By Ellie Bailey NCS ‘19
On June 5, 2017, a single user posted a comment in the NCS Class of 2019 Facebook group that resulted in a digital burst of shared excitement and frustration among the then rising Juniors.
For the amount of discussion and chaos that arose from that day, the original comment was surprisingly brief. It was eight words long: “like this if ur down for a uniform”. Of the sixty-two users who viewed the post, over half “liked” it.
This somewhat unusual comment out of context resulted from the Upper School meeting that had occurred earlier that day, in which the updated dress code was unveiled to the student body. To the dismay of many students, the new dress code prohibited sportswear, ripped clothing, and shorts with an inseam shorter than five inches.
Following the original post in the Facebook group, internet polls were sent out, “likes” abounded, and counter arguments were posted. Everyone seemed to have a strong opinion about the dress code or potential uniform, yet the school had not even mentioned the possibility of a uniform.
Exactly three months after the first mention of a uniform in the Facebook group, the original poster published links to purchase a uniform that she and a friend had designed. She specified that the uniform was “obviously completely optional and not restrictive in [any way].” The girl who designed the optional uniform declined an interview, asking to remain anonymous until she starts wearing the uniform to school on September 25, but she invited other juniors to wear the uniform to school, noting: “we decided on a khaki skirt & navy polo, and of course [students] could choose to vary the colors of polo, or mix and match in any way.”
When asked their opinions on the optional uniform, upper schoolers are divided. Out of thirty-one junior girls polled on the issue, thirty-nine percent declared that they would not wear the optional uniform, thirteen percent declared they planned on wearing it, and the remaining forty-eight percent remained undecided.
Bridget Clare articulated: “The dress code isn’t that bad. We don’t need a uniform, but I’m also not against a uniform. [The girls who want to wear the uniform] can [wear the uniform] if they want, but I think compared to St. Albans and other schools, our dress code is pretty good.”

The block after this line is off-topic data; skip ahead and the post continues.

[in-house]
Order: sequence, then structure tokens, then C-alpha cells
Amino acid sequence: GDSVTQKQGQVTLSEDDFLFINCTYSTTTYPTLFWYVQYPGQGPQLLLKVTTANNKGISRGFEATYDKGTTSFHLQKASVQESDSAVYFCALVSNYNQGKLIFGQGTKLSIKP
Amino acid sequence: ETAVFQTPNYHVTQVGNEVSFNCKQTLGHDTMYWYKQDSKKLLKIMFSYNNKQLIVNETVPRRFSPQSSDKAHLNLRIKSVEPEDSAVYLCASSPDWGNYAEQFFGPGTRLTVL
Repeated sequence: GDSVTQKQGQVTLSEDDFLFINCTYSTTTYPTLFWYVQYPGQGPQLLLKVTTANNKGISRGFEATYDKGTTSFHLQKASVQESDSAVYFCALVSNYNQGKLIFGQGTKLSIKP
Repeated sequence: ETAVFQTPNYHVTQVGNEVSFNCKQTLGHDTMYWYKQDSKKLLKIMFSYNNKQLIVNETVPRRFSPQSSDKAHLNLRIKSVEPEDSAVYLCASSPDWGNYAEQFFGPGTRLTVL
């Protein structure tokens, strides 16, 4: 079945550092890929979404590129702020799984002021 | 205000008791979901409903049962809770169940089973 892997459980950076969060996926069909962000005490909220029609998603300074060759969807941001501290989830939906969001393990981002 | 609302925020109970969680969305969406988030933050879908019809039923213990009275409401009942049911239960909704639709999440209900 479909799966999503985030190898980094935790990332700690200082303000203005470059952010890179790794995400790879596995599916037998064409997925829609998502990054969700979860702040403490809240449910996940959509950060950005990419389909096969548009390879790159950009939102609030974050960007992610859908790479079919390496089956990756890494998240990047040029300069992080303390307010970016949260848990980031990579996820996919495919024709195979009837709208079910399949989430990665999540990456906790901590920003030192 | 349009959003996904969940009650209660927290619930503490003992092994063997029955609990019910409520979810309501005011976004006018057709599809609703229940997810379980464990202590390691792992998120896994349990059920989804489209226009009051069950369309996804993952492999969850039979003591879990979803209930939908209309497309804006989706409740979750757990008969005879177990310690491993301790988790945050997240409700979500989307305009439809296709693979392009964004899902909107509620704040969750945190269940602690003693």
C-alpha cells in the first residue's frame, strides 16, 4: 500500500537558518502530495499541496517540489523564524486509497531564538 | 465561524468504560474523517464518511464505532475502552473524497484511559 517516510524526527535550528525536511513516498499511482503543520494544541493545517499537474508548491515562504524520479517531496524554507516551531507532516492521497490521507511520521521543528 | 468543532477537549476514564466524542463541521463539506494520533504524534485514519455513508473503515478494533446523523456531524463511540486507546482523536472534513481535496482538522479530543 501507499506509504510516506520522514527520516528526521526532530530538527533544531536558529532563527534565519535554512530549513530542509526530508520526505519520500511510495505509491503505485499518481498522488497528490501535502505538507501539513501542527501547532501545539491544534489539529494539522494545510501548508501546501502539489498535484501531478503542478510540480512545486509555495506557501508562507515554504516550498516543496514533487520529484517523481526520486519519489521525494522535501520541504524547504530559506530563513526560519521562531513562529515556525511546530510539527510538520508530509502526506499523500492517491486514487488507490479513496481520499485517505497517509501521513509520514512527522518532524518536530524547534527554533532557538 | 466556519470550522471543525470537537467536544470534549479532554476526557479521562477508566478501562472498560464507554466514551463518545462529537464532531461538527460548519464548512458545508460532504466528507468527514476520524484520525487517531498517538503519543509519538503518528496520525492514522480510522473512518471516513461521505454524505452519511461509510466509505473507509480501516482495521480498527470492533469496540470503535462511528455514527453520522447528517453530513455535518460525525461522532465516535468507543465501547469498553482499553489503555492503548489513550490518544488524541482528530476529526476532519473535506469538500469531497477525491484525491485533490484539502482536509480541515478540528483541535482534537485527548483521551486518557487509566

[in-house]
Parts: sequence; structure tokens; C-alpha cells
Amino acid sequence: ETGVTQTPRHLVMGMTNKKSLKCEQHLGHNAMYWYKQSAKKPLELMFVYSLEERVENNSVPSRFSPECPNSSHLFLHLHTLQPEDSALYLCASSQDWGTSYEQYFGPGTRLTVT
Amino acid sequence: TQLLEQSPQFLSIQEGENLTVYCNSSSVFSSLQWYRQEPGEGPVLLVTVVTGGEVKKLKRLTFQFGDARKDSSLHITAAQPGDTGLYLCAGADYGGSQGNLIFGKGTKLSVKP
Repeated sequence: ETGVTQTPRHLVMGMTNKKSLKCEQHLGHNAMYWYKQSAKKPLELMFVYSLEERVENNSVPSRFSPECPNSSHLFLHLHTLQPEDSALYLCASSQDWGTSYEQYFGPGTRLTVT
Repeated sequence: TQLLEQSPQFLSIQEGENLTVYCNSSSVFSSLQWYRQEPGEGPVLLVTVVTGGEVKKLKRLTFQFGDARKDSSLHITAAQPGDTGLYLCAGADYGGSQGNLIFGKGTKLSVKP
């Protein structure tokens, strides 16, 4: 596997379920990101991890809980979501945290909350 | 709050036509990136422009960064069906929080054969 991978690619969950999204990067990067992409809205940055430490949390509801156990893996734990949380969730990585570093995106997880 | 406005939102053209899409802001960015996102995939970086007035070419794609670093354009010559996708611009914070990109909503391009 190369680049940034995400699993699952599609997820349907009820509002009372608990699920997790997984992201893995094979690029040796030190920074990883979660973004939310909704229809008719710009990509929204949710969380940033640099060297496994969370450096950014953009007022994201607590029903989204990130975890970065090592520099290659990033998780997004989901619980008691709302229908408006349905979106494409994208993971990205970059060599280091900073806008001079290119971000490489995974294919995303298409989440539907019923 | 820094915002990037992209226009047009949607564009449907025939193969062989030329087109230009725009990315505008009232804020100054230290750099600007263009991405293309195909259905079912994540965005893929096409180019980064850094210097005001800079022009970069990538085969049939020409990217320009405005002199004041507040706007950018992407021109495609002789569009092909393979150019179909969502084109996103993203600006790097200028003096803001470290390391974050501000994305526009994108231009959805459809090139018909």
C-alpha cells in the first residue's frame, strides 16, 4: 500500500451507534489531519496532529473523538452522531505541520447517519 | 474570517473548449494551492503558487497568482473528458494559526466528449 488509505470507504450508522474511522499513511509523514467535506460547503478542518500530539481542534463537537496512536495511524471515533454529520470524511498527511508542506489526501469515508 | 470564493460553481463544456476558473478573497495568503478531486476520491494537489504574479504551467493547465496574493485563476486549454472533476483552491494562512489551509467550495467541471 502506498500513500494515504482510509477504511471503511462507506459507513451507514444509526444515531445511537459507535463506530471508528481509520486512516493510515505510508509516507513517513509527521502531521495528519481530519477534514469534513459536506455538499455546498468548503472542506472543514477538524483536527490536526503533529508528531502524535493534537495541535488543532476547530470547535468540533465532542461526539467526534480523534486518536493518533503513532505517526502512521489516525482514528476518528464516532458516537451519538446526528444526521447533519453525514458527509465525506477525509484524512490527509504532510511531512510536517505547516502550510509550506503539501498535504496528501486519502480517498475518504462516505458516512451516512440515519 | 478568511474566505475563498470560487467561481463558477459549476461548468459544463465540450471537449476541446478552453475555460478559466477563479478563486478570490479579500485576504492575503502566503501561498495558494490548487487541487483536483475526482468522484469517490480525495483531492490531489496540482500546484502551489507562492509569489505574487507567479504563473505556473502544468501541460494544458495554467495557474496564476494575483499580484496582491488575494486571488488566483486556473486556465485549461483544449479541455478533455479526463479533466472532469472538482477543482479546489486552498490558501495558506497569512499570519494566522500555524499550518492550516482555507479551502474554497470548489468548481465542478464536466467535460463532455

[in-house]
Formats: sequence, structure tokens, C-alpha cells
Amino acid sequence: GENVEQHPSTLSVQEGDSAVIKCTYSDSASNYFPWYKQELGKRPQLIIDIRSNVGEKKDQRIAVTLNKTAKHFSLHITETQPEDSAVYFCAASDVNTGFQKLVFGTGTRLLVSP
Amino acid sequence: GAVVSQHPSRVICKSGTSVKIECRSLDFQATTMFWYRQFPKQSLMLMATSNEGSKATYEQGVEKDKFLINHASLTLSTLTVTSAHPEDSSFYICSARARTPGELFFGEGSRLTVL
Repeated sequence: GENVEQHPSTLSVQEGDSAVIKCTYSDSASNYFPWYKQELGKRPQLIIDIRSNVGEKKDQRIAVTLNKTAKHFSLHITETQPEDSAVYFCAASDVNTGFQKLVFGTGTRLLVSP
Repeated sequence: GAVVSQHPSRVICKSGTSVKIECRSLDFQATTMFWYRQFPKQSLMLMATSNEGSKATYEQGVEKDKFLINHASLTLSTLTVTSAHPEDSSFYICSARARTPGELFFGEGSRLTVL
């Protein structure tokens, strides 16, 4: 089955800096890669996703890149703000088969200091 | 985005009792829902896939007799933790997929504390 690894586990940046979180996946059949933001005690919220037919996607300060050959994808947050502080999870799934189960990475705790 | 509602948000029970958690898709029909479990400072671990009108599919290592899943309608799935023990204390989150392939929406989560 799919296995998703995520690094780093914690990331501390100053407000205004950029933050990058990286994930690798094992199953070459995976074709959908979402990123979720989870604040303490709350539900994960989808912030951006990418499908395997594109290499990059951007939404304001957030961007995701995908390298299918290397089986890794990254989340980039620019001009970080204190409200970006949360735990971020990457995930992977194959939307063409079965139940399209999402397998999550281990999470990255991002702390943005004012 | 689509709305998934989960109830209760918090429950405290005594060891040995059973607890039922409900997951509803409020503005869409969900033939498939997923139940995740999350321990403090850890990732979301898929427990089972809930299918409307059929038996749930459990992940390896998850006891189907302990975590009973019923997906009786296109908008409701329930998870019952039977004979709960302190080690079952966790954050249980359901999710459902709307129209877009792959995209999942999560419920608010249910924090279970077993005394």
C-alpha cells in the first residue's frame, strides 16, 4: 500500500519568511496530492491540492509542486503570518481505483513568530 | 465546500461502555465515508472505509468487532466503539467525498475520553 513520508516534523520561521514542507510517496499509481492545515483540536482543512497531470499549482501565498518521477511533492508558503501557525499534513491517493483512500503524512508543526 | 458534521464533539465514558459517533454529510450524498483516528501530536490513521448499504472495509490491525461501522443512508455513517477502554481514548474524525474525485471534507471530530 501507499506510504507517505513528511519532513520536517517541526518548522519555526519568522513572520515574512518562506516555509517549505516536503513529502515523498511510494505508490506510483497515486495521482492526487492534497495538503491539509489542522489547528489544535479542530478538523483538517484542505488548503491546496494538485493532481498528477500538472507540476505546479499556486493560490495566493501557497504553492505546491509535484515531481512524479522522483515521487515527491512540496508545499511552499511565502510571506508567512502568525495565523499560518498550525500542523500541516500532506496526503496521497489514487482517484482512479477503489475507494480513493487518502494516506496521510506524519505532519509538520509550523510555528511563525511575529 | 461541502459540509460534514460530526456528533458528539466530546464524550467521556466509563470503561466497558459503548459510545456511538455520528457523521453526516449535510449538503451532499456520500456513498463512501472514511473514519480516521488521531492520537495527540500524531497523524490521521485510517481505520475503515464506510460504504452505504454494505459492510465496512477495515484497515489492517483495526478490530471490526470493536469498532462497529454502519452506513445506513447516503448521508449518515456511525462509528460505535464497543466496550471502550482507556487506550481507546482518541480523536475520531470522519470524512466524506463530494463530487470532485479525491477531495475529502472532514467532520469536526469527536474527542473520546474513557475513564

An STA Junior, confused by the concept, commented: “I don’t understand the point. If it’s optional there’s no point in having it at all.”
Maggie Wang noted a similar sentiment, explaining: “I think the idea of having an optional uniform detracts from the purpose of having a uniform at all because it would create a divide between the students who would want to wear the uniform and those who don’t.”
A different junior, Izzy Allum, said: “I don’t really care what [the girls who are creating the uniform] are doing, but if you are going to make your own uniform, you might as well make it prettier than a khaki skirt.”
Katelyn Craven sympathized with Izzy, stating: “If it wasn’t a khaki skirt I would buy it. Khaki is gross.”
Conversely, Nina Miller commented: “I am for the optional uniform because I think it will make mornings easier for me. I won’t have to stress out about finding outfits to wear every day. Last year I could just throw on leggings and leave. It was a lot less stressful. [This year] I can just throw on a uniform and leave. The new dress code is a lot more restrictive on what you can wear. Every day you have to wear nice, sometimes uncomfortable, clothes so a uniform creates another option.”
The jury is still out on whether the optional uniform will be a popular outfit this fall or another passing fad. Keep your eyes peeled for upper schoolers wearing khaki kilts in the coming weeks to see how this trend plays out.